Multiple Inheritance in Java
Java 8 Ability to Support the Feature of Multiple Inheritances
Overview of Java
Sun Microsystems originally developed the Java programming language initiated by James Gosling, while released during the year 1995 in the form of core component of the Java platform owned by Sun Microsystems.
Overview and Features of Java 8
Java 8 is the latest version of Java programming language, which is capable to support functional programming, latest APIs for both time and date manipulation, latest Java Script engine and latest streaming APIs and many more.
- Lambda expression to add the ability of functional processing into the existing Java program.
- To reference various functions based on their names rather than invoking directly or with the help of functions as parameters.
- Provides interface to implement the Default Method.
- Addition of utilities and new compiler tools to identify the dependencies.
- Launch of new stream API to help in pipeline procedures.
- Improvement in date time API.
- Emphasis on the best possible practices to deal with null values in a right way.
Overview of Multiple Inheritances
Multiple inheritance features few of the object-oriented programming languages, where a specific object or class inherits characteristics from two or more than two parent classes or objects. Multiple inheritances thus come with symmetrical merging as well as asymmetric extension from the perspective of an inheritance.
Java 8 to Support the Feature of Multiple Inheritances
Until now, we know that Java 7, the previous version Java is unable to support the feature of multiple inheritances. However, in case of Java 8, we are able to realize the concept of multiple inheritance and its key features with the help of default methods, an innovative feature introduced in Java 8. In this way, we can use Java 8 without dealing with the diamond problem.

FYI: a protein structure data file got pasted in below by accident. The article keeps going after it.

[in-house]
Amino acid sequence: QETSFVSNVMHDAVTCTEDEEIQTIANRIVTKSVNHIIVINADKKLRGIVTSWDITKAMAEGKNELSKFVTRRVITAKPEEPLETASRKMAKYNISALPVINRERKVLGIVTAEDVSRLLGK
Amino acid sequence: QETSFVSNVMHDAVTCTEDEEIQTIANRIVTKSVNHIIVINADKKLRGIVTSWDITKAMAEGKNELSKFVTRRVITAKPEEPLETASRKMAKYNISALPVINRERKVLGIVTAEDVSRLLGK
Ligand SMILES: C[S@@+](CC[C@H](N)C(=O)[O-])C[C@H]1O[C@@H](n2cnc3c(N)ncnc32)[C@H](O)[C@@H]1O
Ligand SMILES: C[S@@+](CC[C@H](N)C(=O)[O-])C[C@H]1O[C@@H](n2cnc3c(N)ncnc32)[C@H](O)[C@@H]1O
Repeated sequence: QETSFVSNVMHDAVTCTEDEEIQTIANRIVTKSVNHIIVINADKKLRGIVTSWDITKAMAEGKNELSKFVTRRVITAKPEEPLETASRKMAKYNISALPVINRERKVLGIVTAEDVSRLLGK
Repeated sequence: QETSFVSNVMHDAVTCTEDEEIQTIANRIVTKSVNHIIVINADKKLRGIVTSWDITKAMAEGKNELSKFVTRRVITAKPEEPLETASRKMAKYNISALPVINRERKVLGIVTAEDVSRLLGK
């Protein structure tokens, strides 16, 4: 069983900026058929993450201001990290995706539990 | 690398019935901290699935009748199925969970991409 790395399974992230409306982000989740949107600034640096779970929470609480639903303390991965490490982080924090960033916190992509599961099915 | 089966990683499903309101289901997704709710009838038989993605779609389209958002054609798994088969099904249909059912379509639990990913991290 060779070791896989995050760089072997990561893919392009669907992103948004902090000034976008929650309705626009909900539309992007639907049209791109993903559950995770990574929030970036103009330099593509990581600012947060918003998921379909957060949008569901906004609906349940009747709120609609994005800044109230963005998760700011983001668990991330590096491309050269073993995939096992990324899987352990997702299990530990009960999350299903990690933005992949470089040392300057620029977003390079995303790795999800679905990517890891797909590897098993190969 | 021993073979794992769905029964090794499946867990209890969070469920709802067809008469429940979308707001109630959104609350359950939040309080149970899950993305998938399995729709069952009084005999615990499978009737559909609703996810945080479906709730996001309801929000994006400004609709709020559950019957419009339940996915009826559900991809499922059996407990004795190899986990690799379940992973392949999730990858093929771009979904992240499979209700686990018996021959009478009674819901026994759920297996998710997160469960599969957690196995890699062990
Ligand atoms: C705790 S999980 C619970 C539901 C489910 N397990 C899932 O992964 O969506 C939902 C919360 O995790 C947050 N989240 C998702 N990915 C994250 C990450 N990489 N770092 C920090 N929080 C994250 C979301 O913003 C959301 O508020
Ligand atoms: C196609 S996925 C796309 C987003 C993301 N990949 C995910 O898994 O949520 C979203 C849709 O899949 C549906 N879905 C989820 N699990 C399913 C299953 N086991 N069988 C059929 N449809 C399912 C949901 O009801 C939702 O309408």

Overview of Default Methods
If you were doing Java programming for a long time, you would likely understand the difficulty of adding any new method in the already existing interface. You have to implement the respective new method in java classes implementing the respective interface. Indeed, the process is highly difficult. Hence, to ease the procedure, Java 8 has come up with its innovative Default Methods feature to assist you dealing with the situation.
Default methods present in interfaces refer to methods involved by Java programming language by default in case it does not override in the implementation of classes. In this way, default methods allow you in the addition of new functions to the existing interfaces and make sure backward compatibility for already existing classes responsible to implement the respective interface. You may even understand the Default Method based on the mentioned example.
For instance, we have a Movable interface i.e. the existing interface and we want to include a new method i.e. MoveFast(). If Java programmers choose to add MoveFast() method by applying the old technique (as found in Java 7), each of the classes implementing Movable will also change. On the other side, a programmer may add the new default method of MoveFast() in a hassle-free way as possible. As each of the classes implementing the interface of Movable does not change on its own, all classes may call instance.MoveFast() method directly.
How Default Methods Work to Support the Feature of “Multiple Inheritance”
Until the concept of Java 7, we know that extends keyword is responsible to support inheritance and it creates a child class from its parent class. This means, you are unable to extend from two different classes. Until the previous version of Java 7, interfaces were available only to declare the contracts, which implementing classes should implement. There was not any specific behavior remained attached with interfaces to inherit by a class.
Hence, even when a class can implement the numbers of interfaces it wants, it was incorrect to use the term of multiple inheritance. However, with the launch of default methods in Java 8, interfaces also possess behaviors. Therefore, now, if any class implements two different interfaces and both of them define default methods, it essentially inherits behaviors from two different parents called as multiple inheritances.